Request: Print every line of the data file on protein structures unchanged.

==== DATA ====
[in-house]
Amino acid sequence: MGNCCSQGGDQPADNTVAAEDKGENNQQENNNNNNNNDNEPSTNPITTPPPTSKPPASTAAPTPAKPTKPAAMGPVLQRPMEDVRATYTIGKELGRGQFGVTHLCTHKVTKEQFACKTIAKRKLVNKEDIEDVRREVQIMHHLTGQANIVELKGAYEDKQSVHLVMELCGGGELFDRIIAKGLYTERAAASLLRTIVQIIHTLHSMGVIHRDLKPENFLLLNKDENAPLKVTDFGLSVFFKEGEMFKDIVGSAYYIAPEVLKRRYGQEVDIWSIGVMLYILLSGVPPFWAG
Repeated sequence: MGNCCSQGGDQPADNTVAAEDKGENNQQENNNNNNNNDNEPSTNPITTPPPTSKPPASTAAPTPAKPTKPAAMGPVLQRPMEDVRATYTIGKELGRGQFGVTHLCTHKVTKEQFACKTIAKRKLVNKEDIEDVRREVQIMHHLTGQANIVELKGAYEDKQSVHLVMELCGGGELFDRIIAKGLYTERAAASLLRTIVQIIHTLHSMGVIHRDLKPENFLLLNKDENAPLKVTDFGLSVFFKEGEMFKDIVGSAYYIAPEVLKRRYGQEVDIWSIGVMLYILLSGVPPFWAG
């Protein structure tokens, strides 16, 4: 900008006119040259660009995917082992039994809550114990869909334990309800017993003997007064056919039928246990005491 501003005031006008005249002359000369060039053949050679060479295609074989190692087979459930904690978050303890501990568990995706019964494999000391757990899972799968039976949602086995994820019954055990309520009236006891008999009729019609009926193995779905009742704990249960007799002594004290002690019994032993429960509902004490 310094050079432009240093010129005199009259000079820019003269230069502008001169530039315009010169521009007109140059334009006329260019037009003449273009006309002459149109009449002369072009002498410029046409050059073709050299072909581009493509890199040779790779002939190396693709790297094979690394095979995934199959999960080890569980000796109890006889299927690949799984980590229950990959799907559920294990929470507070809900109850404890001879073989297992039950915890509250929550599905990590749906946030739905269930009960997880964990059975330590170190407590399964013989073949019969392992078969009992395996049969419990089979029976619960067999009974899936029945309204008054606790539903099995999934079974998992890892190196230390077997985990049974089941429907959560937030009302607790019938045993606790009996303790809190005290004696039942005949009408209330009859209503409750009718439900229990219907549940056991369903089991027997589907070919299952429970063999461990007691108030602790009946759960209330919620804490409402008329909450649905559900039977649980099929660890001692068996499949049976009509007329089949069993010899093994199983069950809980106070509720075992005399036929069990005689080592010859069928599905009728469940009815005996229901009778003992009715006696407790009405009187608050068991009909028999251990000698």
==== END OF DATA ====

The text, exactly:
[in-house]
Amino acid sequence: MGNCCSQGGDQPADNTVAAEDKGENNQQENNNNNNNNDNEPSTNPITTPPPTSKPPASTAAPTPAKPTKPAAMGPVLQRPMEDVRATYTIGKELGRGQFGVTHLCTHKVTKEQFACKTIAKRKLVNKEDIEDVRREVQIMHHLTGQANIVELKGAYEDKQSVHLVMELCGGGELFDRIIAKGLYTERAAASLLRTIVQIIHTLHSMGVIHRDLKPENFLLLNKDENAPLKVTDFGLSVFFKEGEMFKDIVGSAYYIAPEVLKRRYGQEVDIWSIGVMLYILLSGVPPFWAG
Repeated sequence: MGNCCSQGGDQPADNTVAAEDKGENNQQENNNNNNNNDNEPSTNPITTPPPTSKPPASTAAPTPAKPTKPAAMGPVLQRPMEDVRATYTIGKELGRGQFGVTHLCTHKVTKEQFACKTIAKRKLVNKEDIEDVRREVQIMHHLTGQANIVELKGAYEDKQSVHLVMELCGGGELFDRIIAKGLYTERAAASLLRTIVQIIHTLHSMGVIHRDLKPENFLLLNKDENAPLKVTDFGLSVFFKEGEMFKDIVGSAYYIAPEVLKRRYGQEVDIWSIGVMLYILLSGVPPFWAG
């Protein structure tokens, strides 16, 4: 900008006119040259660009995917082992039994809550114990869909334990309800017993003997007064056919039928246990005491 501003005031006008005249002359000369060039053949050679060479295609074989190692087979459930904690978050303890501990568990995706019964494999000391757990899972799968039976949602086995994820019954055990309520009236006891008999009729019609009926193995779905009742704990249960007799002594004290002690019994032993429960509902004490 310094050079432009240093010129005199009259000079820019003269230069502008001169530039315009010169521009007109140059334009006329260019037009003449273009006309002459149109009449002369072009002498410029046409050059073709050299072909581009493509890199040779790779002939190396693709790297094979690394095979995934199959999960080890569980000796109890006889299927690949799984980590229950990959799907559920294990929470507070809900109850404890001879073989297992039950915890509250929550599905990590749906946030739905269930009960997880964990059975330590170190407590399964013989073949019969392992078969009992395996049969419990089979029976619960067999009974899936029945309204008054606790539903099995999934079974998992890892190196230390077997985990049974089941429907959560937030009302607790019938045993606790009996303790809190005290004696039942005949009408209330009859209503409750009718439900229990219907549940056991369903089991027997589907070919299952429970063999461990007691108030602790009946759960209330919620804490409402008329909450649905559900039977649980099929660890001692068996499949049976009509007329089949069993010899093994199983069950809980106070509720075992005399036929069990005689080592010859069928599905009728469940009815005996229901009778003992009715006696407790009405009187608050068991009909028999251990000698």